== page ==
When you exercise your body, you start by warming up your muscles. When it comes to exercising your creativity, you also need to start by warming up your creative muscles. Whether you are brainstorming, ideating, or co-creating, preparing your brain for creative thinking is the first step. It is a signal to yourself that you're entering a different mental space--different from emailing, writing, or talking on the phone.

My favorite creative warmup takes a mere three minutes. It is the first thing we do with any creative session. It helps break the ice, gets people to laugh, and, most importantly, puts the team in a playful mindset.

Just like you wouldn't dream of running or swimming or playing tennis without warming up your body, don't dream of doing anything creative without warming up your right brain.

Here is warmup exercise:

All you need is a stack of copy paper and pens. Let people know you're going to start the session by warming up their creative brains. Then simply ask them to turn to the person next to them, to their left or to their right, and draw each other. Instructions for the warm up:

  • You only have three minutes, so no masterpieces!
  • Your face is like a rectangle, and the eyes go in the middle of it. Everything else can go wherever you like. 
  • Have fun and remember to sign and gift your portrait to your neighbor once you're done.
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Here is why doing the warm-up is important:

Break the ice.

People often feel awkward in the first minutes of an ideation session. Will they be creative? Will they rise to the occasion? When they start by drawing each other they engage with their neighbor, they start laughing at how they butcher each other's portraits, and the energy in the room rises. Before they know it, the awkwardness is gone and they're in this experience together.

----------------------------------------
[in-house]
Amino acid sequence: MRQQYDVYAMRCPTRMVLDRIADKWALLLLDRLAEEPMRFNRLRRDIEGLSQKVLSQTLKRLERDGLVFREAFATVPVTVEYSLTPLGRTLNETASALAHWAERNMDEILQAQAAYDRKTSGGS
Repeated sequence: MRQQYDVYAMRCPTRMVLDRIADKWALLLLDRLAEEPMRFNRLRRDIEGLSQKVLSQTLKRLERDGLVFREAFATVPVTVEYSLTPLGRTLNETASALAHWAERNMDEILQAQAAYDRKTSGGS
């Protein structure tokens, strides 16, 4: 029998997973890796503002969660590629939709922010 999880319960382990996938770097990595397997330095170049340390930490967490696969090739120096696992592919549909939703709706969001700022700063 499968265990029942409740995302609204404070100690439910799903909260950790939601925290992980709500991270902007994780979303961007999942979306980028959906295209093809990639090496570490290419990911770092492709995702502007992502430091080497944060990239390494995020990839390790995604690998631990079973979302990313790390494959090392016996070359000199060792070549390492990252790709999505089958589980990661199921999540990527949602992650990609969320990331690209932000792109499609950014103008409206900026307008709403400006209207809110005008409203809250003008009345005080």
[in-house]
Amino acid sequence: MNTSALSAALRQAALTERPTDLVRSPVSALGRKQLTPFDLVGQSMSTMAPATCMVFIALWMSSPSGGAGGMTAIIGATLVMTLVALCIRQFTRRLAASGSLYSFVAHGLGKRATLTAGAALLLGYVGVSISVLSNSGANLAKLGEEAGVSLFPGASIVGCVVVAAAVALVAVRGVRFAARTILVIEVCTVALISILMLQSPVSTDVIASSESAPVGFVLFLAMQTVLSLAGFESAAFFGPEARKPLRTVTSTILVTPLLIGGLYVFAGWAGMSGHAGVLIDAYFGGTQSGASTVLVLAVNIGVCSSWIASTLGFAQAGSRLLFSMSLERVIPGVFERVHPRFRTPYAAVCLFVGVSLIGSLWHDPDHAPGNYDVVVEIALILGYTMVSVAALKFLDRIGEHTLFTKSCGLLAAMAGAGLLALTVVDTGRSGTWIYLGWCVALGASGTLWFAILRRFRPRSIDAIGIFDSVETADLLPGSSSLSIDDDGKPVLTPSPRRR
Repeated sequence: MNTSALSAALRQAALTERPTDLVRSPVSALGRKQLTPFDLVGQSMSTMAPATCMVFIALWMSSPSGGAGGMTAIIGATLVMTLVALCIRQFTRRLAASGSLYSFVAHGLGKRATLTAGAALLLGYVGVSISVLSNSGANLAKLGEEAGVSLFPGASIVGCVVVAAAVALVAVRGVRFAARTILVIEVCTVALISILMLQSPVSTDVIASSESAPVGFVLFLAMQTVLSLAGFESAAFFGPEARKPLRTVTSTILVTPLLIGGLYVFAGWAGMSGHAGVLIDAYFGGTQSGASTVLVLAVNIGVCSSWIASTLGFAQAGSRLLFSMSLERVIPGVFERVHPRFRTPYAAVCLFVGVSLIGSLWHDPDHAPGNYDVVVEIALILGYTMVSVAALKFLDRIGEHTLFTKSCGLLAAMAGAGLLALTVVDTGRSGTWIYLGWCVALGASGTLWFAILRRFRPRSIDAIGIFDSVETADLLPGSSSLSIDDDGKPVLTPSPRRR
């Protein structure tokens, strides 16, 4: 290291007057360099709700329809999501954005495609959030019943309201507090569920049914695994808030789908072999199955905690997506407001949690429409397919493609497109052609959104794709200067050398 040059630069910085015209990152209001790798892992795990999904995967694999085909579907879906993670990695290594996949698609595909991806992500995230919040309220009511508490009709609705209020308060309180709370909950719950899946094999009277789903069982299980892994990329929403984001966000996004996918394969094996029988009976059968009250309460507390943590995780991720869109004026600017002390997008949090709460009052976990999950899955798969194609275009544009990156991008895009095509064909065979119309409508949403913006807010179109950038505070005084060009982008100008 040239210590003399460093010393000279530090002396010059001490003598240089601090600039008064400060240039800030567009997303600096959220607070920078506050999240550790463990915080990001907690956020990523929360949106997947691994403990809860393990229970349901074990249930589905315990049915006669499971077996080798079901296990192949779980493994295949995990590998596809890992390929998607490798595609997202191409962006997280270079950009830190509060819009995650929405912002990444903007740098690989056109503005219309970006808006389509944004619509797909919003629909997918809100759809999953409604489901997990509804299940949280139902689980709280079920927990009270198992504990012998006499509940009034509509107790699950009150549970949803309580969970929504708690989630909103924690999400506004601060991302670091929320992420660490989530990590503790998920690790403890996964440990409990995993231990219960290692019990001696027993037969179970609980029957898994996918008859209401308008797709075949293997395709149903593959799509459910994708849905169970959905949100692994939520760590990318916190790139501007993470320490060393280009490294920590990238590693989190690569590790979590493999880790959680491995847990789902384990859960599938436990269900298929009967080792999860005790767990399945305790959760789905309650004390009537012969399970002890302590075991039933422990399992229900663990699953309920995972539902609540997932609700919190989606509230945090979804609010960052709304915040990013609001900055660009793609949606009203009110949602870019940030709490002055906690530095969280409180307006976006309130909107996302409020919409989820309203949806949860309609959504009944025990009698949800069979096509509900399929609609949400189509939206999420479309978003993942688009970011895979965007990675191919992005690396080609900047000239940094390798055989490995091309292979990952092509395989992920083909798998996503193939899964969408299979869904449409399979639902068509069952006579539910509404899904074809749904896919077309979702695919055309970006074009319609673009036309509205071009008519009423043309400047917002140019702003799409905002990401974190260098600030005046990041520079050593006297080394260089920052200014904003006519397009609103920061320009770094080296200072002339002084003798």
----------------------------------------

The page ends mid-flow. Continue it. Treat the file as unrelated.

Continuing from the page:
Be playful.

Cardinal rule of creativity and design is to be playful. When we play, we're like kids--we're not afraid of making mistakes. We try things, experiment with ideas, and learn by doing. There's nothing like getting people to draw each other to signal we're in a playful state.

Transition into the creative space.

A creative meeting is different from other meetings. It is about generating ideas, breaking your preconceptions, and stretching your mind to imagine new possibilities. This warmup, or others you might try, disrupt people's daily work routine and help them enter a new, creative thinking space. 

Make something difficult, easy.

For so many of us, drawing someone else is tough. By doing a difficult thing together, from the get-go, and doing it in a state of collaboration and fun, you're actually priming people for the whole session. The underlying message is--you got this, you can be creative, and have fun.


Collaboration is social. It is about working with other people. This warmup is also about looking each other in the eye and starting a dialogue. That dialogue will continue for the rest of the session, and potentially, longer.

We all have favorite warm up routines when we exercise. This is mine. Give it a try and be ready for its effectiveness.